Since 1982 I've written a newsletter, Running Commentary. A new issue appears here each week, and material is archived.

Sun, 6 Feb 2005 09:01:52 -0500

Slow Joe to Rapid Robert


Open letter to Bob Anderson, founder of Runner's World:

Good to hear from you, and about you, even if the letter wasn't meant for me. Yours came in a public forum, a runner's mass e-mailing containing your remarks. I rarely reply to such messages, but answer yours here because you addressed me by name there as if expecting me to read and respond.

You said, "Joe, you are good writer, and I did hire you to be the editor of Runner's World for several years. But I do not think your training ideas make any sense at all.

"I don't understand why you want everyone to think that Arthur Lydiard and others liked your training ideas. They did not! If you train slow, you race slow."

This is an old disagreement between us. It came up on your first visit with me in California.

That was the fall of 1969. We ran together then and saw right away that our paces didn't match. I can't recall us ever sharing another training run.

We were both right in what we did, and why. You trained to race, and I ran to run. We still do that, more than 35 years after our first and last run together.

You still race, and quite well for age 57, and I haven't trained to race in decades. (If you thought I was slow then, you should see me now!)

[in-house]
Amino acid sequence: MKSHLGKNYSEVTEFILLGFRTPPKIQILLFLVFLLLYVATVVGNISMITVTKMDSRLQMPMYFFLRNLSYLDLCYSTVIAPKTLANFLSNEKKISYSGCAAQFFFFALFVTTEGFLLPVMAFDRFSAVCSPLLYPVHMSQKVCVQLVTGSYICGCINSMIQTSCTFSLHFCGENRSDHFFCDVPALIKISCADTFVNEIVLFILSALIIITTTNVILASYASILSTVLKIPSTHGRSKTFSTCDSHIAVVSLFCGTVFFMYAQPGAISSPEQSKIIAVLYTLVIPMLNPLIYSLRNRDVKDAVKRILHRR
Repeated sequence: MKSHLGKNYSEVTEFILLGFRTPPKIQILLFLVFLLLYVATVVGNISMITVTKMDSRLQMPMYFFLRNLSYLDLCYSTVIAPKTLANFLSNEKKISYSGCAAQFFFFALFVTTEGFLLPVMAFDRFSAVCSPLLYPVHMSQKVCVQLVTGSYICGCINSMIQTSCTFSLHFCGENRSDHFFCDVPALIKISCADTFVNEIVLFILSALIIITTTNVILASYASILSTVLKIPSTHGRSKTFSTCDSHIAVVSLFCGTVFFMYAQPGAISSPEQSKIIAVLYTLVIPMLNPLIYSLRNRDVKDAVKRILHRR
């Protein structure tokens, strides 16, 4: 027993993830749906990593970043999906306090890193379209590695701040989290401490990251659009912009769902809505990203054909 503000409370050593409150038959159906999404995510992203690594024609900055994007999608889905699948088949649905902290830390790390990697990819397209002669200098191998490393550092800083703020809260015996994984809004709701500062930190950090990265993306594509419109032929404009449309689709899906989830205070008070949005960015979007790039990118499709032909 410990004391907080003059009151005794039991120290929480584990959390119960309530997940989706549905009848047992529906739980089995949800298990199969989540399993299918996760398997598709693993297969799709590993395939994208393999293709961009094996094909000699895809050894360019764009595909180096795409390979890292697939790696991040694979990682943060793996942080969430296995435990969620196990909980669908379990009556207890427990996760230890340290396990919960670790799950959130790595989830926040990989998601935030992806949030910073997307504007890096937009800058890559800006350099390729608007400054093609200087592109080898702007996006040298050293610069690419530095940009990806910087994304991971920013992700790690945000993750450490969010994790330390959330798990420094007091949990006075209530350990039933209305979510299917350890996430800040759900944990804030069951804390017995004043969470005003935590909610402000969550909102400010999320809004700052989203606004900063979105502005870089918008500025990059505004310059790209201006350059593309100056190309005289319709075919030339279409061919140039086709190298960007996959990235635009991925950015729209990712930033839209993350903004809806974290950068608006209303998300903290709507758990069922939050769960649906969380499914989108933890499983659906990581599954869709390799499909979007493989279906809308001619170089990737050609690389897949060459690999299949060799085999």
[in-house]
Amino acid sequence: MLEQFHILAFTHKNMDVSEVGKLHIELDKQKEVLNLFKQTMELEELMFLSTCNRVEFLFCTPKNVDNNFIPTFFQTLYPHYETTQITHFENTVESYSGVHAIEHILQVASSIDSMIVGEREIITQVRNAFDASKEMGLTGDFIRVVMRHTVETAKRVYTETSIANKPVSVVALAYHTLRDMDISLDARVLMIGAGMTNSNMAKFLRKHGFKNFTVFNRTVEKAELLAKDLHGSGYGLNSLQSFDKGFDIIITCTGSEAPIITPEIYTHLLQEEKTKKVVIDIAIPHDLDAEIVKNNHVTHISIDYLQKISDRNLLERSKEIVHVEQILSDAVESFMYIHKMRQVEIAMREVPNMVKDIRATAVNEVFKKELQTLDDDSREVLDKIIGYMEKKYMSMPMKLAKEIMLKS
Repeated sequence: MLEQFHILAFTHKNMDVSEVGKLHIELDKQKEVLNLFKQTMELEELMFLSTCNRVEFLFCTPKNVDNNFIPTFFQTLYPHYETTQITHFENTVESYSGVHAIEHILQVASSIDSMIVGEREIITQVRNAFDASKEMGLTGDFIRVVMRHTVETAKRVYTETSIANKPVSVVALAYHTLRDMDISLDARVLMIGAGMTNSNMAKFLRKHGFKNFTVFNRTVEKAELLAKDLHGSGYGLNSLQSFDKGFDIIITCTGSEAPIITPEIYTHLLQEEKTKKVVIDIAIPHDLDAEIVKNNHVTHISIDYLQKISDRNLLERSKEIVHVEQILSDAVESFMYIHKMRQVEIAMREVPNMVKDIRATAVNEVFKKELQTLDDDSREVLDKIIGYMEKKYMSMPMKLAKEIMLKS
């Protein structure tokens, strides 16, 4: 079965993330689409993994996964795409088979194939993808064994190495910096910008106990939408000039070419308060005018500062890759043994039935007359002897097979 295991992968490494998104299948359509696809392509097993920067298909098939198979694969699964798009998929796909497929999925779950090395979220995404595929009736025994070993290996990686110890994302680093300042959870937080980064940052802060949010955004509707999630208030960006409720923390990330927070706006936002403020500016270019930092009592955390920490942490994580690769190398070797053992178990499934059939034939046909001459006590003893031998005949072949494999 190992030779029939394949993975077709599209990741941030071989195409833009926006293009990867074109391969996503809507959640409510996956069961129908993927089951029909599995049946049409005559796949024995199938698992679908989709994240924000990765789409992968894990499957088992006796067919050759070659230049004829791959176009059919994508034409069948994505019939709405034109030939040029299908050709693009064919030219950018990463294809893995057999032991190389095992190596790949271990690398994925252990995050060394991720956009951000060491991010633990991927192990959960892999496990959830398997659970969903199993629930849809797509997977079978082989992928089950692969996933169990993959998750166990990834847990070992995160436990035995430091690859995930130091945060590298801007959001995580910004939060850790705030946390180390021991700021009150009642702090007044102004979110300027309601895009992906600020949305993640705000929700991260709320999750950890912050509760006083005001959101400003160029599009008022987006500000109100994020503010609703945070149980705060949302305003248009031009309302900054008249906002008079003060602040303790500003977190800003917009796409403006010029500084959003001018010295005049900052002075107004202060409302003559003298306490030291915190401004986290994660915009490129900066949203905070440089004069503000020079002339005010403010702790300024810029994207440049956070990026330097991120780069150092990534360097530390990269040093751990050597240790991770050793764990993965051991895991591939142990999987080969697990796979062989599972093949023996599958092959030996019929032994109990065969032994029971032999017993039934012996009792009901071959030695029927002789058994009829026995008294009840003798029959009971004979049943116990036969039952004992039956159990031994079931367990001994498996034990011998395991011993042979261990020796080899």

You wrote recently, "I ran 59:16 for 10 miles at age 53, and all of my training is hard. If I train slow, I race slow.

"Racing is a blast; jogging at eight minutes a mile is boring. I would rather be reading a book [than training slowly]. Maybe LSD?"

LSD remains the most debated topic from all my writings. I welcome this dissent. Better to be disagreed with than forgotten, right?

In fact, the first page of my first book (see it all at ) states that LSD is not the one best way to train. It's another option for runners who have broken down or burned out while trying other ways.

I laughed over your comment about my claiming Arthur Lydiard as a supporter. He was anything but an LSD backer (as noted recently at: ).

Arthur said at our first meeting, when you and I interviewed him in 1970, "Slow running is better than no running, and it works fine for joggers. But my athletes do NOT run slow. They go as fast as they can without going into oxygen debt."

At my last meeting with him, shortly before he died, Arthur asked, "Are you still promoting that LSD?" He still disagreed, so you're in good company.

I'm happy to see that running, and life in general, have gone well for you since we last worked together in 1985. (And I said so in my latest book; Run Right Now, page 274.) You were not a happy man back then, with a pending divorce and the forced sale of your magazine.

It's wrong that your name never appears there anymore. Without you there would be no Runner's World.

But at least you don't have to answer for what the magazine does now. That might including dropping its longest-running columnist without so much as a thank-you, either in public or private, from the new editor.

I thank you, personally and publicly, for the writing career you opened up for me. Most of all, thanks for letting me write stories and books with which you profoundly disagreed.


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